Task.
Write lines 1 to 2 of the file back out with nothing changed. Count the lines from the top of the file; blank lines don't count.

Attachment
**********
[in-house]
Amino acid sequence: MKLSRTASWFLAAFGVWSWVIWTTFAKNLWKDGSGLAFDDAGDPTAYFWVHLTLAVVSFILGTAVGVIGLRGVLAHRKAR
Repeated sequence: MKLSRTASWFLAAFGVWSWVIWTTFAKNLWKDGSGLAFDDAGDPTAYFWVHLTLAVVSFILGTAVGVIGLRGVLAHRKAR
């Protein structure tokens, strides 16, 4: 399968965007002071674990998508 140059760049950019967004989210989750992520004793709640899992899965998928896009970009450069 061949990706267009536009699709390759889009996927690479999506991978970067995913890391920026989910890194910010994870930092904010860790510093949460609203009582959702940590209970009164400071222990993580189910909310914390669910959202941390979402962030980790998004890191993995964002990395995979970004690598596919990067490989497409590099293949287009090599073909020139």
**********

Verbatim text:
[in-house]
Amino acid sequence: MKLSRTASWFLAAFGVWSWVIWTTFAKNLWKDGSGLAFDDAGDPTAYFWVHLTLAVVSFILGTAVGVIGLRGVLAHRKAR